Shanahan said he didn’t have any more clarity on Tuesday and had more questions than answers after meeting with Dubas on Wednesday, but began to further feel that Dubas may not want to be the Maple Leafs GM.

“I didn’t think he was going to go and put that out to the public but nevertheless, it made it all more real and all more serious. I have no issue with Kyle’s honesty or Kyle’s emotion. Kyle’s an honest person,” Shanahan said.

Dubas declined to comment via The Athletic’s Pierre LeBrun.

Shanahan then articulated on Thursday that he received a call from Dubas’s agent, who presented him with a new financial package than previously discussed. Shanahan did not hear from Dubas in-person for the rest of the day, but later received an email from Dubas stating that he wanted to remain as the Maple Leafs GM.

“If I’m being honest, I had gotten to a different place about how I felt about the future of the Toronto Maple Leafs and what was best," Shanahan said. "As hard as it was and hard as it is to make a significant change to someone you’re close to and someone you’ve worked with for nine years, a gap had risen within the contract status. Nevertheless, the email I had received from Kyle, I just felt differently and I felt the long-term future of the Maple Leafs might have to change.”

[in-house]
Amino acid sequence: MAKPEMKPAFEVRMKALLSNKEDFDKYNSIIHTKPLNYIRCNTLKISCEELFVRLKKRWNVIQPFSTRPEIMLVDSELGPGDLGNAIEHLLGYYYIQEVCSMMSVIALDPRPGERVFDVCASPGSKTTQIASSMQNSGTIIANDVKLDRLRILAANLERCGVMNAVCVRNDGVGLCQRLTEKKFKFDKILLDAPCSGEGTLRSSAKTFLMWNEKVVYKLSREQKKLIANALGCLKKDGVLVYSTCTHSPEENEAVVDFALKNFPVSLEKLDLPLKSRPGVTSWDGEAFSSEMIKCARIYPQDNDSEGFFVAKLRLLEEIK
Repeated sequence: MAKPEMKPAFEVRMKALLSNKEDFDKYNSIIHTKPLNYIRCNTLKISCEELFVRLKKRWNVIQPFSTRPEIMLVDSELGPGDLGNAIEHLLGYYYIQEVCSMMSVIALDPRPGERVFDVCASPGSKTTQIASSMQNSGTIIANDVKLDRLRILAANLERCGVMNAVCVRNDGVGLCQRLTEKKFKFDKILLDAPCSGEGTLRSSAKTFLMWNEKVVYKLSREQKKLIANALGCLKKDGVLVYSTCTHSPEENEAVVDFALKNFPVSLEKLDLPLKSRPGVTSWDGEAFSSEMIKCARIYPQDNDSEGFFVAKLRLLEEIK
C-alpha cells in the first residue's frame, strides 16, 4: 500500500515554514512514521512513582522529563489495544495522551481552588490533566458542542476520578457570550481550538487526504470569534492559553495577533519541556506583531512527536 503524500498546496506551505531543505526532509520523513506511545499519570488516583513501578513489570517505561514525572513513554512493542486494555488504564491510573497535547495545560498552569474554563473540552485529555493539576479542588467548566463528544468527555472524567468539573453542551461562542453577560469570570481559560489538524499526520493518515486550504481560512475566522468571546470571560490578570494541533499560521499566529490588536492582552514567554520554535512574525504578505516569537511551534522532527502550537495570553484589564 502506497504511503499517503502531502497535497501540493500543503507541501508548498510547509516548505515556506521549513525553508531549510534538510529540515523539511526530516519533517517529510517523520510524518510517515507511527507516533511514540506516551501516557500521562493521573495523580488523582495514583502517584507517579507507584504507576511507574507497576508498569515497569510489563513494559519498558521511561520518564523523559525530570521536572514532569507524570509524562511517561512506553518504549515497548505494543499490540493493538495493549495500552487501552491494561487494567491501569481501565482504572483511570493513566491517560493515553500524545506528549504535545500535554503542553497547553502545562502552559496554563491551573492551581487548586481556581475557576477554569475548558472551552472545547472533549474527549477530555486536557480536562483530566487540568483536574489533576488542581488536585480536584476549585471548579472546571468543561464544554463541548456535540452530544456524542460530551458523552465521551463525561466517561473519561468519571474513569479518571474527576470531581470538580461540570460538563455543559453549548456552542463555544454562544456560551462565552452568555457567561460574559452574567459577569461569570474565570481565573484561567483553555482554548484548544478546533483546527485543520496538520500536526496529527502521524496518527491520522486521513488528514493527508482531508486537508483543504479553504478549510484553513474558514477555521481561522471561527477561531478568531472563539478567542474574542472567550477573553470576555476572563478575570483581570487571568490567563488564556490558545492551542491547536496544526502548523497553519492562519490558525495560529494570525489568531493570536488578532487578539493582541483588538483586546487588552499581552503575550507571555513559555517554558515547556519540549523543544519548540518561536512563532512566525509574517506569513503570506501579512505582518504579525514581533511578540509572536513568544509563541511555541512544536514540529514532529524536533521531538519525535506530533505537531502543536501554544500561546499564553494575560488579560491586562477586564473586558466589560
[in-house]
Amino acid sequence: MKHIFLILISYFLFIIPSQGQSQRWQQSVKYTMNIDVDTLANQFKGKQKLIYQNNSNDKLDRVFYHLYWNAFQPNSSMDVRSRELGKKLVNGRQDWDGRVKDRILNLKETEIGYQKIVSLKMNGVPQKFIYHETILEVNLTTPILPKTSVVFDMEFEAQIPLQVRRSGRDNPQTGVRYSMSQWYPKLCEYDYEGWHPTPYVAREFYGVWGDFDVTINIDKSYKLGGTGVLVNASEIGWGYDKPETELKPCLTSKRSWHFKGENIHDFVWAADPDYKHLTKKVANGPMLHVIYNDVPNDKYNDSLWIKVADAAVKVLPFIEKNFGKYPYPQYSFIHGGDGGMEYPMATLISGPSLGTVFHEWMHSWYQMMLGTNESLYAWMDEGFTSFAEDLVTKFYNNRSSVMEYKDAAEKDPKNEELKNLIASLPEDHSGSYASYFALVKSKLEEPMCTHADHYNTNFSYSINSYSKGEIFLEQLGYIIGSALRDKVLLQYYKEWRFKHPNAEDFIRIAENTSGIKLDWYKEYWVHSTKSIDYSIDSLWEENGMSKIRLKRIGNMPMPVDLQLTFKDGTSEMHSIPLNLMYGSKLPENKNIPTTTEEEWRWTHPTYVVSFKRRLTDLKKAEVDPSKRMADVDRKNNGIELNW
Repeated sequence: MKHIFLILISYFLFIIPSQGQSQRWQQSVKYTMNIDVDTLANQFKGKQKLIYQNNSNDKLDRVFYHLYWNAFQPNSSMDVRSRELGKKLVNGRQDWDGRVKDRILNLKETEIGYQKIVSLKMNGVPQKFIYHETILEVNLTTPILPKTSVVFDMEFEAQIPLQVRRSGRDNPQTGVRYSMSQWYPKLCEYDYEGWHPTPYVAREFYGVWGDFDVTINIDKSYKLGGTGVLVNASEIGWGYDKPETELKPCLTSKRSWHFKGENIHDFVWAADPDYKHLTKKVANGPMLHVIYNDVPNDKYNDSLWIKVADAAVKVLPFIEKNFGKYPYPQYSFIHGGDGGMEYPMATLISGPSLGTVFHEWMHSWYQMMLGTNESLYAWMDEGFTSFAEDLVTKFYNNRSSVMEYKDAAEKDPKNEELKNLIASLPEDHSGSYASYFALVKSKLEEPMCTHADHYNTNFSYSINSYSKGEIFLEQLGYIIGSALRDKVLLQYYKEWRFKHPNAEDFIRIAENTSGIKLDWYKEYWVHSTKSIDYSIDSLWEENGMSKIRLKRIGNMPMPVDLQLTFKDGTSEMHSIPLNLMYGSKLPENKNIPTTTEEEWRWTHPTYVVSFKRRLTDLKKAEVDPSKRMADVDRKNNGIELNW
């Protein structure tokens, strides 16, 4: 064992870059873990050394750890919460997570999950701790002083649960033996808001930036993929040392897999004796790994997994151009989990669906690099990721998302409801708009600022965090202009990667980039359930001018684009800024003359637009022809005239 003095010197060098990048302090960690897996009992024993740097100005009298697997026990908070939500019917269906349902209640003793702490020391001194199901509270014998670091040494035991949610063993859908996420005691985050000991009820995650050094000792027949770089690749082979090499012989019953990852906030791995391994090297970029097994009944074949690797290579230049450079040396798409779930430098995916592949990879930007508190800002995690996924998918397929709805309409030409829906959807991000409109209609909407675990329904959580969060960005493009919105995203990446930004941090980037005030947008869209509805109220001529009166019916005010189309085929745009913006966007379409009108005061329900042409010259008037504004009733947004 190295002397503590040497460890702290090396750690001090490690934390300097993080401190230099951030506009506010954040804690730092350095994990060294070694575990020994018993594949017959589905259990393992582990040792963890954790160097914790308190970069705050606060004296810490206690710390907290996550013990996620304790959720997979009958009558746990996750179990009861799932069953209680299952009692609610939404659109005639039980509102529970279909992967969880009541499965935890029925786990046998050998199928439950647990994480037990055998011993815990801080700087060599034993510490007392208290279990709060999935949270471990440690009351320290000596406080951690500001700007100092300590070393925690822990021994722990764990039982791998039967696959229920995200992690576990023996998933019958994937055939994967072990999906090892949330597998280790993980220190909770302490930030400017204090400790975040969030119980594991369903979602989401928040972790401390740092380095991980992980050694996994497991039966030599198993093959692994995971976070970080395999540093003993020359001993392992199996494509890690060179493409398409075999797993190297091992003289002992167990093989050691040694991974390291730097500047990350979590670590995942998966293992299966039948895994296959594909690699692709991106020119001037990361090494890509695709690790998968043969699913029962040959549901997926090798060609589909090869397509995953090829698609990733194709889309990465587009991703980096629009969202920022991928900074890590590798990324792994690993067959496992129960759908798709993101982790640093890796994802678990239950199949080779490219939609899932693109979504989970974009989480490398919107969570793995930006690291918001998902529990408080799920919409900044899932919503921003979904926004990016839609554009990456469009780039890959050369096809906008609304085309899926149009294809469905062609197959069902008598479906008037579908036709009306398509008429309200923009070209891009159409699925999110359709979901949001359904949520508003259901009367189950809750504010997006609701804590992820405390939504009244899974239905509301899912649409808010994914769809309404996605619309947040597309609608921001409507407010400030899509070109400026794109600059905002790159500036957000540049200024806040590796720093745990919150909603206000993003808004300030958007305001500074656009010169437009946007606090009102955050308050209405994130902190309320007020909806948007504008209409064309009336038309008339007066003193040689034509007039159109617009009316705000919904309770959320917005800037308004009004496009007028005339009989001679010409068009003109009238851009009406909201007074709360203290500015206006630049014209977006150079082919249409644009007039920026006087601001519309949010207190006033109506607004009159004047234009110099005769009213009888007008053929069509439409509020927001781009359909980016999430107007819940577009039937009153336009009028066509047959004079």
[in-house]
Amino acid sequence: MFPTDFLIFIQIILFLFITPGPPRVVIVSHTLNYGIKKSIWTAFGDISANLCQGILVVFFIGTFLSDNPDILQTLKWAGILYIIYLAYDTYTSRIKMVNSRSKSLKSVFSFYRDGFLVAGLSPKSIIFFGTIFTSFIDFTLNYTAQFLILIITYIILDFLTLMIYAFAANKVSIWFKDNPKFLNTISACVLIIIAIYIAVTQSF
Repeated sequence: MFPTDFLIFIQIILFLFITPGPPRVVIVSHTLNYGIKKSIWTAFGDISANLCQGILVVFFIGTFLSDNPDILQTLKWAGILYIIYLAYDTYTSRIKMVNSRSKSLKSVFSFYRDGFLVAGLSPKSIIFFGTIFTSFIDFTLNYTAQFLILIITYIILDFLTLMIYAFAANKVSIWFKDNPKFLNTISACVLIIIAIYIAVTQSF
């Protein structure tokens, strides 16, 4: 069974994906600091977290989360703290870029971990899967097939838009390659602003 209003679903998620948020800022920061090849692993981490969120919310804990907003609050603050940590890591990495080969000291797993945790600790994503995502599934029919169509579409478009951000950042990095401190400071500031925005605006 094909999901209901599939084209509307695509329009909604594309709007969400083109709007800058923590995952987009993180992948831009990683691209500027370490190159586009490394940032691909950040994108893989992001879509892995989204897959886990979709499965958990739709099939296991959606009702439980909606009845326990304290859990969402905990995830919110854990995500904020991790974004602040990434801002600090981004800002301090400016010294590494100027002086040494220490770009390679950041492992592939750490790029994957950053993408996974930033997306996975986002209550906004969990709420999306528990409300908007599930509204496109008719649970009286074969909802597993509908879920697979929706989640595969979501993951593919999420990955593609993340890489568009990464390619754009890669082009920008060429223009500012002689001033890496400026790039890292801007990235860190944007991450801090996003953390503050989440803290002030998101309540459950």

Shanahan then said he drove to the Ford Performance Centre on Friday morning, where he explained to Dubas that the Maple Leafs would not be renewing his contract. It appears that Shanahan is looking for a general manager with a proven track record.

“I want to be open-minded to all candidates. Certainly having an experienced general manager would be an attractive quality,” Shanahan said.

Shanhan said he’d rely heavily on Maple Leafs assistant general manager Brandon Pridham during the hiring process for a new GM. He did not name Pridham as the interim GM but said he’ll be considered among the candidates for the open position.

The Hockey Hall of Famer said many of the personnel decisions that needed to be made are the responsibility of the new GM. Auston Matthews and William Nylander are eligible for extensions on July 1, while all of Toronto's "Core Four" forwards have been rumoured to be on the trade block. Matthews and Marner have no-movement clauses that will kick in on July 1, while Nylander's 10-team no-trade clause will begin on the same date. John Tavares has a full no-movement clause.

“Me removing Kyle from the position of general manager isn’t the solution,” Shanahan said. “It’s finding something that is a better fit as a solution and it’s the same on the ice.

"I think that’s what Kyle was saying, and I don’t know how you could argue with that," he continued. "If we find a way to make an improvement on the ice, then we have to explore that. That wasn’t directed at any one player or any one position or any one job specifically. We are, every single year, looking to get better. Sometimes we’re successful, sometimes we’re not but that is always the goal.”